The Snow Report
Snowbird flies highest in the realms of hospitality and environmentalism. This is a place where you’ll get ski valets, high-caliber instructors who give private lessons, Flaik GPS devices (to track location and vertical feet skied), staffed kids’ programs (they take babies as young as six weeks old)—and a staff-to-guest ratio of one to one, which is almost unheard of at a ski resort. To boot, most things are decently priced or at least not outrageous, especially considering the quality of the staff.
In service to nature, Snowbird helped fund a mining-area cleanup, established a significant recycling program, and has done much to conserve energy. In return, the snow gods send down 500 inches per year—the ski season here is longer than at most places—and arrange for a powder-day rate of 11 percent.
With 85 trails that keep skiers of every level entertained, the ‘bird’s 2,500 sporting acres span 3,240 vertical feet by way of 11 modest-capacity lifts, including a new high-speed quad. Five rental locations stock riding gear too, and a terrain park is outfitted with kickers and rails. You can also go snowshoeing, snowmobiling, take a backcountry-skills class, or ride a brand-new alpine coaster. Should you get hurt, the resort offers a 24-hour emergency service but the ski patrol is pretty tiny and the nearest hospital is 11 miles away.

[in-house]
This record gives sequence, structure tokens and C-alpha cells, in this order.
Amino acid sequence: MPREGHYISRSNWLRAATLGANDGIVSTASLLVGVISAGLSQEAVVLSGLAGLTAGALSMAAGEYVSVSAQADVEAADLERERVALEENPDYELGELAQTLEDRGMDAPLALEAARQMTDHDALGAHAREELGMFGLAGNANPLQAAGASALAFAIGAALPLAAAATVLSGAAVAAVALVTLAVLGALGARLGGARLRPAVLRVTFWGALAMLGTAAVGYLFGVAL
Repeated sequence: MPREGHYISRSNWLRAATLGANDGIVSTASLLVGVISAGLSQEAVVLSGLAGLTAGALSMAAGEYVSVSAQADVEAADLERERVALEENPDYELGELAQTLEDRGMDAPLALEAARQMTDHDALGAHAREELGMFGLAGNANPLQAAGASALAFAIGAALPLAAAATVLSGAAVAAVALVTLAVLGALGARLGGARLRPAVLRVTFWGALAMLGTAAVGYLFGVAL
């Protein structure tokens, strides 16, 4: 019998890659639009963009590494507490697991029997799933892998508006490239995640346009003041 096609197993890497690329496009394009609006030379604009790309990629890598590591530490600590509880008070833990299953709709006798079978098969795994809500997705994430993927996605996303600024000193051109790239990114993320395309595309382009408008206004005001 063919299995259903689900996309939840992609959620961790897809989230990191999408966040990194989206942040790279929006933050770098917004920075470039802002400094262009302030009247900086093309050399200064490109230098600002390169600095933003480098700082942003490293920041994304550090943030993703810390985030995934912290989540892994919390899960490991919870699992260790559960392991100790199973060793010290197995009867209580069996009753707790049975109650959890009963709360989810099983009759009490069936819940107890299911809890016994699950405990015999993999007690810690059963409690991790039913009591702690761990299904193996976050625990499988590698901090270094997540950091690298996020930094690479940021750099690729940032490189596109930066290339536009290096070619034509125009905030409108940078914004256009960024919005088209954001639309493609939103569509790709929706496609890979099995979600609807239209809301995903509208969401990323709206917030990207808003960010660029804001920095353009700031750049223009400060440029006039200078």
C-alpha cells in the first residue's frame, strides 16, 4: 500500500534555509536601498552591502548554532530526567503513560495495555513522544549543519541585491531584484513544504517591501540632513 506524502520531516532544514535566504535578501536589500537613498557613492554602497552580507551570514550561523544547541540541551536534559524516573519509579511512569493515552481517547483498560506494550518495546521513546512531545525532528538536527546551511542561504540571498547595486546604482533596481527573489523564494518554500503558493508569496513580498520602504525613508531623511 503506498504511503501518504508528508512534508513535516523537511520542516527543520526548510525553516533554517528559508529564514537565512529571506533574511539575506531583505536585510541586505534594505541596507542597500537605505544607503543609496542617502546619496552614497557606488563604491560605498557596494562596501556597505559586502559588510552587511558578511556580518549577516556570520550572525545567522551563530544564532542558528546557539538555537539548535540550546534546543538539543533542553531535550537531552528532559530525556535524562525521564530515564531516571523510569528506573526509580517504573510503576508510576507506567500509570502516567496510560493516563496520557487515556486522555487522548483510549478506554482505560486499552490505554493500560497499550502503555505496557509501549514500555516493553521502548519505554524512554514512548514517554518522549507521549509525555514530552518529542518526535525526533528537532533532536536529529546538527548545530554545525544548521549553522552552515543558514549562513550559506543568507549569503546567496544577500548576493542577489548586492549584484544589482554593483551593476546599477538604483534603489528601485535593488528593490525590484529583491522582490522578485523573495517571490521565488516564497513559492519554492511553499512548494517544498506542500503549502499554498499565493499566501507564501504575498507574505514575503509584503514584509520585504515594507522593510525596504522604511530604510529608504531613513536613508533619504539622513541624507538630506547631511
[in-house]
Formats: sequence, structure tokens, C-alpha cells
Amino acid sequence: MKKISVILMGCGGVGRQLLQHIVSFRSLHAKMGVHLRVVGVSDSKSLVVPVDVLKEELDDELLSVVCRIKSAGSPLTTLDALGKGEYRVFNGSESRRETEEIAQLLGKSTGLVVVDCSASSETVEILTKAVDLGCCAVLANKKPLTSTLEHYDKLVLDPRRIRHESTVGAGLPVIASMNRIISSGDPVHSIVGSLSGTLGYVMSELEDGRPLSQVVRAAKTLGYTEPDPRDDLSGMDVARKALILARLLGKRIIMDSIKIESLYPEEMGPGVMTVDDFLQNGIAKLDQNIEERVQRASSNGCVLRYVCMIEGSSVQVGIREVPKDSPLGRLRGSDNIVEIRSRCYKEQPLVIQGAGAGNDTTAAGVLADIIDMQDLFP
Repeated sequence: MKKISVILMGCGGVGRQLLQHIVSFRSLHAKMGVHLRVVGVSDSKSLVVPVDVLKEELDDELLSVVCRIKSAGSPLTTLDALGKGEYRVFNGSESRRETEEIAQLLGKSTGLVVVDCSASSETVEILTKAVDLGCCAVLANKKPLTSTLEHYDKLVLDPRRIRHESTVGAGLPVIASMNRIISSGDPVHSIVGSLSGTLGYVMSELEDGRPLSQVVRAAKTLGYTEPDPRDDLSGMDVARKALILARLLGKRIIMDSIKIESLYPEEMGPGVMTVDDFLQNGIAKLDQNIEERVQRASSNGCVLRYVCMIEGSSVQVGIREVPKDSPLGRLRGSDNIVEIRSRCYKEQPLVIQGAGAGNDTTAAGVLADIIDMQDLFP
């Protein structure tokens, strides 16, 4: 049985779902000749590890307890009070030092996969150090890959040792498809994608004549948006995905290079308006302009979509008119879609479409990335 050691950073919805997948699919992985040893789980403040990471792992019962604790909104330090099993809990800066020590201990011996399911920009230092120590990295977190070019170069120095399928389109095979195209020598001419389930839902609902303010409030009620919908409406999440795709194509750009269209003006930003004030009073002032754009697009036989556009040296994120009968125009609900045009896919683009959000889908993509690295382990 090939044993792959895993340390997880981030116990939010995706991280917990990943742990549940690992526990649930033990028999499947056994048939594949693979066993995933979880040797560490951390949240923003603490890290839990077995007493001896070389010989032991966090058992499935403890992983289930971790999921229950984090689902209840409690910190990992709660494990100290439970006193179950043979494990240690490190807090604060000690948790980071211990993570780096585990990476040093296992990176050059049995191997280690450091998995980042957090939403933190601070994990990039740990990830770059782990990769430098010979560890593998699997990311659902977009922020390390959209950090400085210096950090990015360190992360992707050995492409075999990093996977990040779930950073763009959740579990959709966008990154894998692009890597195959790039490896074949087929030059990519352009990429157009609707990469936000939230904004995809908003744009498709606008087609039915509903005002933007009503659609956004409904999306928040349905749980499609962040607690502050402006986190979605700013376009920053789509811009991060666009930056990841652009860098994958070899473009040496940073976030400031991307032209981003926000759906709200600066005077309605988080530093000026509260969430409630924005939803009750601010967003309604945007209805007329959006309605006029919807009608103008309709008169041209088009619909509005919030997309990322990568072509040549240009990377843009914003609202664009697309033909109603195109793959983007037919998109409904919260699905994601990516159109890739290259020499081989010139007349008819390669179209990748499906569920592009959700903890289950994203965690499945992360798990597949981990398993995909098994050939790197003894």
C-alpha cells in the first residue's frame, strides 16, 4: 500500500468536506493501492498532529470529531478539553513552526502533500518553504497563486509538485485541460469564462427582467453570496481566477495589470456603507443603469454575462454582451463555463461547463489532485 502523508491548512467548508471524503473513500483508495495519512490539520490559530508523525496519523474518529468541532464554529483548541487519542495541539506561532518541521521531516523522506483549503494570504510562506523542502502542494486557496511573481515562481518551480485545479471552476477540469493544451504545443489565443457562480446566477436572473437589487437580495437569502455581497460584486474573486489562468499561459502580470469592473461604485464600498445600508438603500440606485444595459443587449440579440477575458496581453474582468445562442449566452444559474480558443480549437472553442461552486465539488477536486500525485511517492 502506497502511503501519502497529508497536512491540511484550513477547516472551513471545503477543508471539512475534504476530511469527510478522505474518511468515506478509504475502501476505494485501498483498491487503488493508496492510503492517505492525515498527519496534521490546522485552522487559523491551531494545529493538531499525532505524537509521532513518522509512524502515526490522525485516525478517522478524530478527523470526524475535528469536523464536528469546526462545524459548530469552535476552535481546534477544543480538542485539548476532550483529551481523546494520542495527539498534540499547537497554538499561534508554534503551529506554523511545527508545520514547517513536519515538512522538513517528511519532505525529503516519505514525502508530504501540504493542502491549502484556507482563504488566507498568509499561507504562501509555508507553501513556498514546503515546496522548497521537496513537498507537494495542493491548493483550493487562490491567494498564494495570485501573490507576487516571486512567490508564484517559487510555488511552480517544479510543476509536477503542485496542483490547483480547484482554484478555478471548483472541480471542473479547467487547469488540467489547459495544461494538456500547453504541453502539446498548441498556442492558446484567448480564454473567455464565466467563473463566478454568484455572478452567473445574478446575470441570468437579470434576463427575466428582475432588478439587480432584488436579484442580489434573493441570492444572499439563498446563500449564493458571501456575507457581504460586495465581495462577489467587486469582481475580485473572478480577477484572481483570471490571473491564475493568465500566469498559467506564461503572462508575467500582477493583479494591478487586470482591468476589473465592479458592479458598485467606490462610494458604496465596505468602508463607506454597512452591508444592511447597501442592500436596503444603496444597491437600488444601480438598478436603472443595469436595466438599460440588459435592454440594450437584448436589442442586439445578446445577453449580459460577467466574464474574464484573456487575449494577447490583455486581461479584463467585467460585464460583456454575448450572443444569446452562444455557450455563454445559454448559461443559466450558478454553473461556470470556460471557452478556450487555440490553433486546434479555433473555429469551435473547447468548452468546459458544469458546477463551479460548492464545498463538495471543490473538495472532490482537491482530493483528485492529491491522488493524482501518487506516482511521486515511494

Of the four onsite hotels, Cliff Lodge is the only ski-in/ski-out property and just got completely remodeled, but the Lodge at Snowbird, the Inn, and the Iron Blosam (a condo lodge) are walking distance from lifts. Before tucking in for the night, dine at one of 15 resort eateries—the newly redone Aerie sits atop the lodge—and head to the Tram Club for dancing, karaoke, and generously priced beverages. And yes, you can drink in Utah, though base altitude is 8,100 feet, so it’s wise to take it easy on the bottoms up.
On New Year’s Eve, the Torchlight Parade is a sight to behold, as hundreds of skiers and riders zigzag down the hill creating a moving mosaic of fiery light.
CONTACT: (800) 232-9542, snowbird.com
SEASON: Mid-November to late May
TICKETS: General: $78 (reduced-price half-day tickets offered), children: $42, ages 65 and older: $65, ages 6 and younger: free